Some y Any + plural o incontable

Discussion in 'Spanish-English Grammar / Gramática Español-Inglés' started by NavyBlue, Nov 1, 2012.

  1. NavyBlue

    NavyBlue Senior Member

    Spain/Spanish
    Según las gramáticas que he consultado,

    some y any van seguidos de sustantivos contables en plural o de incontables cuando significan

    unos, algunos, algo de, un poco de Ej. We don't have any money. We don't have any jewels.

    PERO NO cuando ANY significa "CUALQUIER". Ej. Any child could open this bottle.

    Mi pregunta es si es correcta la siguiente frase y si entonces hay alguna excepción a la regla anterior para ANY:

    -Have you seen my book?
    -Sorry, but I haven't seen any book with your name on it.


    Muchas gracias por vuestras respuestas.
     
  2. Chris K Senior Member

    Tacoma WA, US
    English / US
    No estoy completamente acuerdo con las supuestas reglas, pero "Sorry, but I haven't seen any book with your name on it," si cabe con el contexto, es completamente correcto:

    Have you seen a copy of Don Quixote with my name on it?
    No.
    Have you seen a copy of Faust with my name on it?
    No.
    Have you seen...?
    (Irritated.) Sorry, but I haven't seen any book with your name on it.
     
  3. elprofe

    elprofe Senior Member

    Benidorm (alicante)
    Spanish (Spain)
    Chris K, can you tell the difference between "Sorry, but I haven't seen any book with your name on it" and "Sorry, but I haven't seen any books with your name on it"??
     
  4. Chris K Senior Member

    Tacoma WA, US
    English / US
    To me both are correct and both would amount to the same thing -- except that "any books" would be required if you were asking after a group of books. However, to me, "any book" in this context would be bordering on rudeness; "any books" would be a more polite and natural response.
     
  5. 1LATINOANDPROUD Junior Member

    Spanish/Peru and English
    The same caught my eye, I think it should be either I haven't seen any bookS.... or I haven see A book
     
  6. kalamazoo Senior Member

    US, English
    "Any books" is probably a more common way of saying this but "any book" also works. "Any book" seems more emphatic or pointed somehow, which is what can give a slight flavor of rudeness. Also, if you say "any books" I suppose you have to say "Any books with your name on them" (not "it")
     
  7. Chris K Senior Member

    Tacoma WA, US
    English / US
    Another example:

    Do you have a reason to be here? (Neutral)
    Do you have any reason to be here? (Aggressive)
     
  8. Forero Senior Member

    Houston, Texas, USA
    USA English
    "Any" representa una elección de cualquier elemento de todo un conjunto (en el sentido matemático). Los elementos de este conjunto pueden ser singulares, plurales, o incontables.

    Lo confuso es que esta elección se hace fuera de un negativo. Es decir, por ejemplo, que "We don't have any jewels" dice que, cualquier alajas/joyas que se considere, no las tenemos.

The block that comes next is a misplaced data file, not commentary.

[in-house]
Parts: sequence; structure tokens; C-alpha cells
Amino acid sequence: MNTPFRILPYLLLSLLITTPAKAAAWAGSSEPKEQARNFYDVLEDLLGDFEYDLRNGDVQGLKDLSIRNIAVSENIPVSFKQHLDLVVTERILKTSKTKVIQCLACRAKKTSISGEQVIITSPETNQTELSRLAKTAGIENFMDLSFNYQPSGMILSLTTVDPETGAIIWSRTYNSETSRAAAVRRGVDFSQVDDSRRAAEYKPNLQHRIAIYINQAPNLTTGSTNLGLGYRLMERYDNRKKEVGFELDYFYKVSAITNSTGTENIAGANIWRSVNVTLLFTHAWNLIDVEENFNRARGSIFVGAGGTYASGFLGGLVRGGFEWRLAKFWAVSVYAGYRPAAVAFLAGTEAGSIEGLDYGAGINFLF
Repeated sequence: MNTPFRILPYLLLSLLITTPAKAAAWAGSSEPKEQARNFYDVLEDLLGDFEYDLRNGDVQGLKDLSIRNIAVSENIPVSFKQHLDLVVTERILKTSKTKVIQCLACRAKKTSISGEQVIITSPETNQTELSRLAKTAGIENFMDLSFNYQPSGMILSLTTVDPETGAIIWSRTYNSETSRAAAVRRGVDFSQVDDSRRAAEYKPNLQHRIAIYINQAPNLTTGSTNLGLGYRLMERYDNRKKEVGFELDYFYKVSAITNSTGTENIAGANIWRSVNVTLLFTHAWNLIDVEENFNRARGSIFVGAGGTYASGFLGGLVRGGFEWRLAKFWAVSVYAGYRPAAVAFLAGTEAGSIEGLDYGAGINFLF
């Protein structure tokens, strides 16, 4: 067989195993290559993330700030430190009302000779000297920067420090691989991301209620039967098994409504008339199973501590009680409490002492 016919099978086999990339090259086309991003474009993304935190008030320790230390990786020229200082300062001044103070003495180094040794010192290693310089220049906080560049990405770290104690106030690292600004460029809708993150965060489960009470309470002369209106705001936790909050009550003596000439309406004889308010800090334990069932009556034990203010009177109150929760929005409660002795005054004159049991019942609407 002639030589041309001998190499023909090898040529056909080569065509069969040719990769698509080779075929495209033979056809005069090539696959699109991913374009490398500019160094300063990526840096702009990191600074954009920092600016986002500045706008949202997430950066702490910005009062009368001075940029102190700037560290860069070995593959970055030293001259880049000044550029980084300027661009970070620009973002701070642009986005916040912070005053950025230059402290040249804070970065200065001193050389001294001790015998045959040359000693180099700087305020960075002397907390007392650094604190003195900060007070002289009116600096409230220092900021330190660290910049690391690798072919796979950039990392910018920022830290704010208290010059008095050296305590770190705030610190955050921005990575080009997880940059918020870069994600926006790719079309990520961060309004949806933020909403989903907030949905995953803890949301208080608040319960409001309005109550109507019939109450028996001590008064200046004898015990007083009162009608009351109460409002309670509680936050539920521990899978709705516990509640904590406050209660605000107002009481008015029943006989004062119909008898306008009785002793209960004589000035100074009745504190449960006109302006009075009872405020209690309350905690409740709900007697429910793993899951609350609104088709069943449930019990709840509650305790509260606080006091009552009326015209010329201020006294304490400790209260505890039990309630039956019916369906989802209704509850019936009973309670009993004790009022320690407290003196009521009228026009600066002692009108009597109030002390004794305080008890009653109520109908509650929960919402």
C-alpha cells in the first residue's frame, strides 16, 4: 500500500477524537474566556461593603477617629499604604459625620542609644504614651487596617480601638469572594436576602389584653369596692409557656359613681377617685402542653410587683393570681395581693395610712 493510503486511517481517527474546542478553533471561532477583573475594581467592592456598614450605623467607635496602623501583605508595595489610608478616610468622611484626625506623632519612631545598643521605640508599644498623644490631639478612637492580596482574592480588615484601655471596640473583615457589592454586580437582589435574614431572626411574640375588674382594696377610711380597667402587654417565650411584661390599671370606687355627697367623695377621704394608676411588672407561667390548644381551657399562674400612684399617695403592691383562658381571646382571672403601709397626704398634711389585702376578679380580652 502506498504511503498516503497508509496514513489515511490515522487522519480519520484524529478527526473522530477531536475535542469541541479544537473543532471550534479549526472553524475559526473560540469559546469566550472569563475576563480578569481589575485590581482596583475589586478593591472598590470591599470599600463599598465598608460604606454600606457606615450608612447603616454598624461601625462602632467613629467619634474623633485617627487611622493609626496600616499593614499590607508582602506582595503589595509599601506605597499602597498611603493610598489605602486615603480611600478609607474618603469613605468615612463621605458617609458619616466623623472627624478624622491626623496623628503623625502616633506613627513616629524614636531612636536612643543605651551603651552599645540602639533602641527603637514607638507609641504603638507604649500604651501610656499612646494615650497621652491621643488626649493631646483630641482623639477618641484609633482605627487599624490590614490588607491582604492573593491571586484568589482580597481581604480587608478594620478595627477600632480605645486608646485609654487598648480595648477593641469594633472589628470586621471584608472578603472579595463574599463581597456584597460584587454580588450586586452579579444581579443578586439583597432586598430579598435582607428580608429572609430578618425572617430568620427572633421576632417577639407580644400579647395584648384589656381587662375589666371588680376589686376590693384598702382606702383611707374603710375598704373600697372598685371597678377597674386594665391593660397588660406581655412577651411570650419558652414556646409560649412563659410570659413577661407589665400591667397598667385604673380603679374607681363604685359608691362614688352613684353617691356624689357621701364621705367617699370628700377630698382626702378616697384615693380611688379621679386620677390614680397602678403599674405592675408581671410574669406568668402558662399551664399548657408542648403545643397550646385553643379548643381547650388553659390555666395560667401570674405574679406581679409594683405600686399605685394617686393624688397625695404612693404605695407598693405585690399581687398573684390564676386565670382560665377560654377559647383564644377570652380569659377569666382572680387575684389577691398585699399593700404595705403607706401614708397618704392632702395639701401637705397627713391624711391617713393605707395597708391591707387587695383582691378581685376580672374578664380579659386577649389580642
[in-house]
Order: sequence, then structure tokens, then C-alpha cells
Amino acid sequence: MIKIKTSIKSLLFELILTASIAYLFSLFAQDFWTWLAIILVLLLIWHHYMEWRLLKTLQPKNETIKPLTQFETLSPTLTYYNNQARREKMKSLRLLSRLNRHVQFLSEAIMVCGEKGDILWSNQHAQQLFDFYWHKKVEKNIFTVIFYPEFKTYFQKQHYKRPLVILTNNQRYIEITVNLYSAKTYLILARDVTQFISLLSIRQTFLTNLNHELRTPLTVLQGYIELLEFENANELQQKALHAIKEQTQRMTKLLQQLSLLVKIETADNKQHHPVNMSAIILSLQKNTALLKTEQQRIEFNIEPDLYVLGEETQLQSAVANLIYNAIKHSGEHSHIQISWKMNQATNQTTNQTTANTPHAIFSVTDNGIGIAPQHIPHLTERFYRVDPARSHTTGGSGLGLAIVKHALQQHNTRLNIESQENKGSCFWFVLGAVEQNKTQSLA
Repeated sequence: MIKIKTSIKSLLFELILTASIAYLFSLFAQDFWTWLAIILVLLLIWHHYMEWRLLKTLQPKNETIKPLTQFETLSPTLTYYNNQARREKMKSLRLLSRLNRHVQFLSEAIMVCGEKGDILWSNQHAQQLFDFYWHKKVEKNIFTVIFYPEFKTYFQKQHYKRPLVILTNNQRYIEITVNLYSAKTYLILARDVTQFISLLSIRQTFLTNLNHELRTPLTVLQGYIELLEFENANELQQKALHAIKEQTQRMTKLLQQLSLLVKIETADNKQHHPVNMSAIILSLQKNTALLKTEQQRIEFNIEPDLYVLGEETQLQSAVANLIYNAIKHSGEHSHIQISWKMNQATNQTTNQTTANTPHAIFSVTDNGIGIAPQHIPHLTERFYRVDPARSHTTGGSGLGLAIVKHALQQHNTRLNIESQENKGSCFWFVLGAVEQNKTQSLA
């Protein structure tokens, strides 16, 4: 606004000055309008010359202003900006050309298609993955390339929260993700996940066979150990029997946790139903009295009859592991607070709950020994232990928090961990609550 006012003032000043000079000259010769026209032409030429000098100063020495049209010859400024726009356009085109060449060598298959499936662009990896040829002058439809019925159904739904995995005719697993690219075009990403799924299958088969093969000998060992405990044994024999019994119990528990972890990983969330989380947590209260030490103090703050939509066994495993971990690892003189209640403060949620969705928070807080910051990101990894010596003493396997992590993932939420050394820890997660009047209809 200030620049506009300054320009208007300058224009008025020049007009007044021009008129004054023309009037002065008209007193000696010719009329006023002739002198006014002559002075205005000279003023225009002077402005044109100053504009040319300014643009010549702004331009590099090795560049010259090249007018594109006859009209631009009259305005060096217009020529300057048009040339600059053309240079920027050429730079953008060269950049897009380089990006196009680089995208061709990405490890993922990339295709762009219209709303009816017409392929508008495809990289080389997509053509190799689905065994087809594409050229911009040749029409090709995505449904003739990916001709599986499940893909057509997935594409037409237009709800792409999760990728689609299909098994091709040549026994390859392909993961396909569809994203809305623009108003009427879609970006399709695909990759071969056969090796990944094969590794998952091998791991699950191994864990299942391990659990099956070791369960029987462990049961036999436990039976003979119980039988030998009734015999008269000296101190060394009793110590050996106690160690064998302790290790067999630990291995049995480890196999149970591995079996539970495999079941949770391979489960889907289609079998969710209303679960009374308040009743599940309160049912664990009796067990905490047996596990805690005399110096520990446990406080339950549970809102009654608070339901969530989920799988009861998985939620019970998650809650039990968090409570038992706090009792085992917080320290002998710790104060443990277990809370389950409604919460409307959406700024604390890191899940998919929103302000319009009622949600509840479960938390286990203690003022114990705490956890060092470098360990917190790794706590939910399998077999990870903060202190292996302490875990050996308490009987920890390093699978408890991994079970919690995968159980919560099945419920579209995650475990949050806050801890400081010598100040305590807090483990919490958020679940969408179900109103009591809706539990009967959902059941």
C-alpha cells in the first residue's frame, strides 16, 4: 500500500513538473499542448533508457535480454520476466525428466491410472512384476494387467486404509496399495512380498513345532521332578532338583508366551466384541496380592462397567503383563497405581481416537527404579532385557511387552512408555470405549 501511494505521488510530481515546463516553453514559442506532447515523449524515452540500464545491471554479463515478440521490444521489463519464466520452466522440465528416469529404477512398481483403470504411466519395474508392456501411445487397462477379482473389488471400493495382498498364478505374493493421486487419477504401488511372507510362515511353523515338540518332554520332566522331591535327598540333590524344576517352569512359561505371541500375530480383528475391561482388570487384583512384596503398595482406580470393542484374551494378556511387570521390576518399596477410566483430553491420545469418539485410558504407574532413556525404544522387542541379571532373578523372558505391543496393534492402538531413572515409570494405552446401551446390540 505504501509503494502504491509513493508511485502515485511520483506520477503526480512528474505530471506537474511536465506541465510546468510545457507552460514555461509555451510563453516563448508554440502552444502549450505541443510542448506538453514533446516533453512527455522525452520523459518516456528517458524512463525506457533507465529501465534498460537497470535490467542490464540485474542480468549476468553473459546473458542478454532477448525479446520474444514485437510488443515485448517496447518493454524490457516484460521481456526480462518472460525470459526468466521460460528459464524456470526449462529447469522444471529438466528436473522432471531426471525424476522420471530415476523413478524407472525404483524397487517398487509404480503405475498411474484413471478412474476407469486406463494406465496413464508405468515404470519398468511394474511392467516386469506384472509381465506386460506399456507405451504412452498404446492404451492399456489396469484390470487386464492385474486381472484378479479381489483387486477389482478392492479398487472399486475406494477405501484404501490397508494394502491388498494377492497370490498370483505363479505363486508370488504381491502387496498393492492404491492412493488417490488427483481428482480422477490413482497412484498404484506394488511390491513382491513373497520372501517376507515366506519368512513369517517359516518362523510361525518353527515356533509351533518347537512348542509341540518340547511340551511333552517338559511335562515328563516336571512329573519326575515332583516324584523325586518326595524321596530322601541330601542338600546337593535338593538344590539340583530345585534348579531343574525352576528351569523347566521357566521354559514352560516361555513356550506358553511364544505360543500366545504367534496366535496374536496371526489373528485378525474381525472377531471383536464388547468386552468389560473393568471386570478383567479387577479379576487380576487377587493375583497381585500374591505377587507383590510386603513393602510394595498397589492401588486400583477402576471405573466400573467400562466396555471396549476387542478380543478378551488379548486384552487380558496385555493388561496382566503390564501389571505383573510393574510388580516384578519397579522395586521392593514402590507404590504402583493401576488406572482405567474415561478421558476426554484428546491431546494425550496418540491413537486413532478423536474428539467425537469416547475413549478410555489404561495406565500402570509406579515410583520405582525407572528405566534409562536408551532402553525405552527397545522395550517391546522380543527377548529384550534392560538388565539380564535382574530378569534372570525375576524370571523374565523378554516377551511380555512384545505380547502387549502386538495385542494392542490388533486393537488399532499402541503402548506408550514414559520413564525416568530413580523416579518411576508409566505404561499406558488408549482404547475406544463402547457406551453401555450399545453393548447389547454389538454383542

Igualmente, "I haven't seen any book with your name on it" dice que, cualquier libro con tu nombre que consideremos, no lo he visto.
    Lógicamente son iguales, pero "not any books" es plural (= "no books", ningunos libros) y "not any book" es singular (= "no book", ningún libro). It no concuerda con books.

    En singular, se enfatiza any, y esto da énfasis en lo grande que puede ser el conjunto en cuestión. No me parece "rude" o agresivo en sí, pero depende de la motivación bajo dicho énfasis.
     
  9. Chris K Senior Member

    Tacoma WA, US
    English / US
    Concuerdo. Sería "on them" para varios libros, de todos modos.
     
  10. elprofe

    elprofe Senior Member

    Benidorm (alicante)
    Spanish (Spain)
    No creo que haya la misma diferencia entre el plural y el singular en castellano y en inglés...
    "Ninguno" no tiene plural excepto en contadas ocasiones...
    Por ejemplo, "No tengo ningunos libros" no se diría en una conversación normal a la que no se le quiere añadir ningún matiz. "ningunos libros" expresa el énfasis que en inglés parece indicar "not any book", no "not any books".
     
  11. neal41 Senior Member

    Houston, Texas, USA
    USA, English
    The last 'it' should be 'them', as others have stated. For me, there is no difference between the two sentences.
     
  12. NavyBlue

    NavyBlue Senior Member

    Spain/Spanish
    Thanks a lot for your replies. I'm glad to know I was not the only Spanish speaker with the same doubt. I believe it must be caused by an overgeneralisation of the original rule, which may always work for SOME but not for ANY, and many people teach both as the "plural form" of the article A/AN.
     
  13. Forero Senior Member

    Houston, Texas, USA
    USA English
    I don't think this "rule" works for some either.
     
  14. chamyto

    chamyto Senior Member

    Burgos, Spain
    Spanish
    From my point of view this is incorrect when it comes to algunos in Spanish.
     

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